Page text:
Canine Pure Platelet-Rich Plasma for Regenerative Medicine and Platelet Research: Protocol Optimization
Monobe, Marina Mitie
CommitteeGordon, Donna M.
Pruett, Stephen B.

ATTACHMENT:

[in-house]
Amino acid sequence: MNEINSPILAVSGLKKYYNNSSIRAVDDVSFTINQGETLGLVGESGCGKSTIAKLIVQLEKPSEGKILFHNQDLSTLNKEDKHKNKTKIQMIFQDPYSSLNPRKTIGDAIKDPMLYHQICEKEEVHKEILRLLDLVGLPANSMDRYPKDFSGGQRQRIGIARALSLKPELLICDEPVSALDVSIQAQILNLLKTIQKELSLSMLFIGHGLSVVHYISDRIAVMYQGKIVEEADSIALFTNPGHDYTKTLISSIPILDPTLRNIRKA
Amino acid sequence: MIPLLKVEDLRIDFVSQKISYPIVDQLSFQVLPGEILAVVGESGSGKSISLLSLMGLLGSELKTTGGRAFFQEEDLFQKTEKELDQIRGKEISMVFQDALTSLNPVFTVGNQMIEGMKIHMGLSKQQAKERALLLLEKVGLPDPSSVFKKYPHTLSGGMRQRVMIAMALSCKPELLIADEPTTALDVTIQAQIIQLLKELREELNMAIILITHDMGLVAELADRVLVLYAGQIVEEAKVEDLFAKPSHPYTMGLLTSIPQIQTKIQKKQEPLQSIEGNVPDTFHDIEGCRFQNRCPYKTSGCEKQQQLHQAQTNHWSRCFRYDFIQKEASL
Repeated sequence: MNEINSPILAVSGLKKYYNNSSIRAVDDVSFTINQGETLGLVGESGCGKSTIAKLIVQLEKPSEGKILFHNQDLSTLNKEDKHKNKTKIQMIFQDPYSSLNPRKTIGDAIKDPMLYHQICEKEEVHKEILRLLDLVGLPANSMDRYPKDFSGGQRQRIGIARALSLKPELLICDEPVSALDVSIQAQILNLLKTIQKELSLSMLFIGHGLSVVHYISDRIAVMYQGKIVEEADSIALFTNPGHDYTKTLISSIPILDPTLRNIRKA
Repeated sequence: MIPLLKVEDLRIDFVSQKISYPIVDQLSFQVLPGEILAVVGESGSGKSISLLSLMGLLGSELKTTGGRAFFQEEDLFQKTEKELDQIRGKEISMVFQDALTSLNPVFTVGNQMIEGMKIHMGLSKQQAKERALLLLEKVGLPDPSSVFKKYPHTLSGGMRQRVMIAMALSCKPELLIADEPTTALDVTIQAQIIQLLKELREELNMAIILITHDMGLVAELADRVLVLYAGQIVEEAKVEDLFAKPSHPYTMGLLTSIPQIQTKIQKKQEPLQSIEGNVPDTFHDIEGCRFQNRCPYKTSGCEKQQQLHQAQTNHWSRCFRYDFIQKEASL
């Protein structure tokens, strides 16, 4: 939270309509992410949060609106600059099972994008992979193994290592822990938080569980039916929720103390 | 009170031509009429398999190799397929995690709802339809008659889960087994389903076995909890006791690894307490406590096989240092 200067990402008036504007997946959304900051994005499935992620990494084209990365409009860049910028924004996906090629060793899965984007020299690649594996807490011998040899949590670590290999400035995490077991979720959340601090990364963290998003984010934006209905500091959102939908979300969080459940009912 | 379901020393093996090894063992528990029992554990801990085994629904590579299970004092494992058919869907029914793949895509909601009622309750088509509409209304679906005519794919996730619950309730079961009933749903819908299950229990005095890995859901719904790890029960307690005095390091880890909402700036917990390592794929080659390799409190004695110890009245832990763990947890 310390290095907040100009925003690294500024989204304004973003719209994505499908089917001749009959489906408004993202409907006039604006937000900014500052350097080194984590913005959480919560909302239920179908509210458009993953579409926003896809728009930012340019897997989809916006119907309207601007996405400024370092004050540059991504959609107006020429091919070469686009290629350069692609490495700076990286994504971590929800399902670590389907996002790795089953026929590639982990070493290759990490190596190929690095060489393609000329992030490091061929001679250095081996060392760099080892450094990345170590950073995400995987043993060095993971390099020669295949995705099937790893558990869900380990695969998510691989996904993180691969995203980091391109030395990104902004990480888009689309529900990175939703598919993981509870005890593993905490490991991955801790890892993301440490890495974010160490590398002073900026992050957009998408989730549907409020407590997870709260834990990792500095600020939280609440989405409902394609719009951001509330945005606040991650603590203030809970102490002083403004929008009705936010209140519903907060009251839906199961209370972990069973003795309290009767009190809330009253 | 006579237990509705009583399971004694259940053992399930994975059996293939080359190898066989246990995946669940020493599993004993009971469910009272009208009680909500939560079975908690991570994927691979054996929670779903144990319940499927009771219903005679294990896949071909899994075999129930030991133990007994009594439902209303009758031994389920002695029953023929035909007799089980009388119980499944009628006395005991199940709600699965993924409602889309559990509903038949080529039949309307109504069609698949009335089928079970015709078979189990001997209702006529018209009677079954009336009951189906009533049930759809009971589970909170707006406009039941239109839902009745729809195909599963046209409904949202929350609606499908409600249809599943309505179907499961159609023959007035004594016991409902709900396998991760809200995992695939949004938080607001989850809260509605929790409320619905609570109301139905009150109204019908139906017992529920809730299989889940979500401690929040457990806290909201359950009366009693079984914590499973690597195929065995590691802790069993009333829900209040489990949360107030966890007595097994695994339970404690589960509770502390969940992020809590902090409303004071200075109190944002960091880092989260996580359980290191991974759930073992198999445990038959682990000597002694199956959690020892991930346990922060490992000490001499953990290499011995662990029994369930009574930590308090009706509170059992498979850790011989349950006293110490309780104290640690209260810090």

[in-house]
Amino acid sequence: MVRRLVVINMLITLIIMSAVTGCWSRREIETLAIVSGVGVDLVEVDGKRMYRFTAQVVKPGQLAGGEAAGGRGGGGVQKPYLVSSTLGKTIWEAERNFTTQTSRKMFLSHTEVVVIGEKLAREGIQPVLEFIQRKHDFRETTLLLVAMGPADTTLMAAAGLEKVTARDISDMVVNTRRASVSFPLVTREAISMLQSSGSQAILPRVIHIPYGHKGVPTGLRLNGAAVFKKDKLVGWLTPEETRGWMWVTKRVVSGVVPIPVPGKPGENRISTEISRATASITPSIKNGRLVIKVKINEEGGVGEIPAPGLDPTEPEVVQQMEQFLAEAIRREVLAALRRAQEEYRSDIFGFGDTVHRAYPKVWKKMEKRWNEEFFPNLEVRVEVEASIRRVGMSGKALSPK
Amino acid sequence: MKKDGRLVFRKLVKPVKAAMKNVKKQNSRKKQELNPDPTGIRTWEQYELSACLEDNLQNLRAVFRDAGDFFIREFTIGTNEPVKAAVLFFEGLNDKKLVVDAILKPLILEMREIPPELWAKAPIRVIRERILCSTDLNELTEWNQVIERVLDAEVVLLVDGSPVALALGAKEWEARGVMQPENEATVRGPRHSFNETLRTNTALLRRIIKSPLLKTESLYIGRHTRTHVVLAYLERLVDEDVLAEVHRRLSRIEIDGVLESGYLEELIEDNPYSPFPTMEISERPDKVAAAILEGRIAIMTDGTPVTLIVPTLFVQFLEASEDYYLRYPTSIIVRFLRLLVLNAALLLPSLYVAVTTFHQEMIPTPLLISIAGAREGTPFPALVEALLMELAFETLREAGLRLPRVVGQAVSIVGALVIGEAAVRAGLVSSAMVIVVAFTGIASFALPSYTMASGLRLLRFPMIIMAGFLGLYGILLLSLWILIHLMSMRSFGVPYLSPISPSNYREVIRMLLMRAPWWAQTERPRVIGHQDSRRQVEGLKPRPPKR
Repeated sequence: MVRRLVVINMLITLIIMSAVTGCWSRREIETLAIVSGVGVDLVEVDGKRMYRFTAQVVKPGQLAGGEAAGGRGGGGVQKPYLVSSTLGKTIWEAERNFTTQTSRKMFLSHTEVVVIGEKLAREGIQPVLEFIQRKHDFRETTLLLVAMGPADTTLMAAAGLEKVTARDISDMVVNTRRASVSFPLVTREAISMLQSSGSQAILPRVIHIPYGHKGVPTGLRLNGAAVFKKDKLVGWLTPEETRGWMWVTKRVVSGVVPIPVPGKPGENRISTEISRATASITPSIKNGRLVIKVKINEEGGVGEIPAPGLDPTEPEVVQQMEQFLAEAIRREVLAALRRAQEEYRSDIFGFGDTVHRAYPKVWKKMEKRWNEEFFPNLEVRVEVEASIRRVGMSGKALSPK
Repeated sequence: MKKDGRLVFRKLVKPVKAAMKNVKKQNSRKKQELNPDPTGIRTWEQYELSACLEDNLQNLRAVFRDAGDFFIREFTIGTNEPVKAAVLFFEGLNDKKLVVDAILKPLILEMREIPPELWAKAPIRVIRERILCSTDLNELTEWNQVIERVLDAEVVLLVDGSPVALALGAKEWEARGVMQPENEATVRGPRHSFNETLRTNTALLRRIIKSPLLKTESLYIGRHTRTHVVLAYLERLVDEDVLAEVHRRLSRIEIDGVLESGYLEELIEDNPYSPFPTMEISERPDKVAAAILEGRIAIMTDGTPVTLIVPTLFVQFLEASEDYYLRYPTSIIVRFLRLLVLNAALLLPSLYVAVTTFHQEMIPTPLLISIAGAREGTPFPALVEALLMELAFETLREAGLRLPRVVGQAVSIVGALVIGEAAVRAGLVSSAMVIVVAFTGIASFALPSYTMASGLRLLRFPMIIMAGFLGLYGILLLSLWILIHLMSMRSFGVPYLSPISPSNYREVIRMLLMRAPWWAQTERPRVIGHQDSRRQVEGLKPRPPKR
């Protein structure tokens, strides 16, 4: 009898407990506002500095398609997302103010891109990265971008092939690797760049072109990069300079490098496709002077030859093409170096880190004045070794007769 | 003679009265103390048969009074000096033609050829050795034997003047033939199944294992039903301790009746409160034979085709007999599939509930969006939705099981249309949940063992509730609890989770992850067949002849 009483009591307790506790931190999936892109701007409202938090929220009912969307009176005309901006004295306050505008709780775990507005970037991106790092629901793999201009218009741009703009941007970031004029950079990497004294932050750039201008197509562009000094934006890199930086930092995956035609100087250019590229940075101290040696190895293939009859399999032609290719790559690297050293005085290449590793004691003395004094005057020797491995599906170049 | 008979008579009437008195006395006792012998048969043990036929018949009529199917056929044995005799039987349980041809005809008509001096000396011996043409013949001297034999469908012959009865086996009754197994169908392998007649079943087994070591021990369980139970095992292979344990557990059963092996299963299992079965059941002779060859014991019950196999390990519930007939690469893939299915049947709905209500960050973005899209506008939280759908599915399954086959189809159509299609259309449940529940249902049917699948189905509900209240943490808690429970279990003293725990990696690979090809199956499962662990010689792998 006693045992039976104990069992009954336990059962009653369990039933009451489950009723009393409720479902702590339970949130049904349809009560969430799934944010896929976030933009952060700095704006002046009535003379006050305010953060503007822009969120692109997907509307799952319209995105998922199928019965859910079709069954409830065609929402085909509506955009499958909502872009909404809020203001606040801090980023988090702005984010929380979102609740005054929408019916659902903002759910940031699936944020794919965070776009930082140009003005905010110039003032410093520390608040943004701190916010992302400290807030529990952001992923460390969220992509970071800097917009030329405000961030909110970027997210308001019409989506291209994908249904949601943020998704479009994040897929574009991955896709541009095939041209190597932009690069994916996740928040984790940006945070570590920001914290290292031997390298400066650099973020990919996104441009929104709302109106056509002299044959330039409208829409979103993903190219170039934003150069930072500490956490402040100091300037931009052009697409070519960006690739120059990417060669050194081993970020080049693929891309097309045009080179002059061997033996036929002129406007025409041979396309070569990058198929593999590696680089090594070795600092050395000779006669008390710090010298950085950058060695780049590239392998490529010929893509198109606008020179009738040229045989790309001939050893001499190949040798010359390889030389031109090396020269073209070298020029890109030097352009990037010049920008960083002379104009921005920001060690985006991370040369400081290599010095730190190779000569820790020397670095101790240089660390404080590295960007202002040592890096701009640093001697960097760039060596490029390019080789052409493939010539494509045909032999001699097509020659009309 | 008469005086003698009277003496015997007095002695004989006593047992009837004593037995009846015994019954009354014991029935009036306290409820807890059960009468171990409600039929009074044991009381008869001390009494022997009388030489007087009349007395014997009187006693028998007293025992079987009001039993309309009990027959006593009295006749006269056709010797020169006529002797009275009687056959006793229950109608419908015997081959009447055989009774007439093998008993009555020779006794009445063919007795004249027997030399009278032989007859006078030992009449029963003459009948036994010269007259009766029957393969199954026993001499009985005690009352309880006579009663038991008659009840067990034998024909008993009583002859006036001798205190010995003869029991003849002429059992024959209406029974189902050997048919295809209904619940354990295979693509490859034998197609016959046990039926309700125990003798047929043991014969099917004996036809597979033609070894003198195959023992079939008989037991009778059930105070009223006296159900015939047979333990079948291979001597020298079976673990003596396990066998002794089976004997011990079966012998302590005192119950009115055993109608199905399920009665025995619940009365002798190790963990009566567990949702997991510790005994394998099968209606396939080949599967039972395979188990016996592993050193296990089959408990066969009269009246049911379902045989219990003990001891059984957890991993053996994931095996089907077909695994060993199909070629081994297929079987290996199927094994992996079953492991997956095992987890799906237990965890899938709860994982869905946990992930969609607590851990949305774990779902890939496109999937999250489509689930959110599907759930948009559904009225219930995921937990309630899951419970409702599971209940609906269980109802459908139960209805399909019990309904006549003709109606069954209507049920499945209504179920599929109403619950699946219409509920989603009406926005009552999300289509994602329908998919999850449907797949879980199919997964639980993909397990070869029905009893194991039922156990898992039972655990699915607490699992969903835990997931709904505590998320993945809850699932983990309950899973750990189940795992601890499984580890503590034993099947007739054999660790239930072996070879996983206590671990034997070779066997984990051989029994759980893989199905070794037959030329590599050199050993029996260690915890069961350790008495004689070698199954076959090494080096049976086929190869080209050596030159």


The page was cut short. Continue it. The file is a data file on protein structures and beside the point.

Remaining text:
Platelet-rich plasma (PRP) can be widely used in veterinary medicine in different areas. Studies using PRP frequently use different methodologies making for difficult comparison. The objective of this study was to evaluate the purity and platelet activation of a PRP protocol. A total of 18 blood samples were drawn from six dogs, collected once per week over a total of three weeks. Blood samples were centrifuged six times at 300g for 5 min. Ultra-pure PRP (OP) was obtained by adding PRP a Optiprep 1.063g/mL density barrier and centrifuged at 350g for 15 min. Mean platelet recovery from whole blood was 62.90% in PRP and 45.24% in OP. PRP and OP showed high platelet purity; blood cell contamination <0.01%. Flow cytometry for platelet activation markers was consistent with minimal platelet activation. This study describes the optimization of PRP protocol with high platelet purity, minimal platelet activation, high reliability and reproducibility.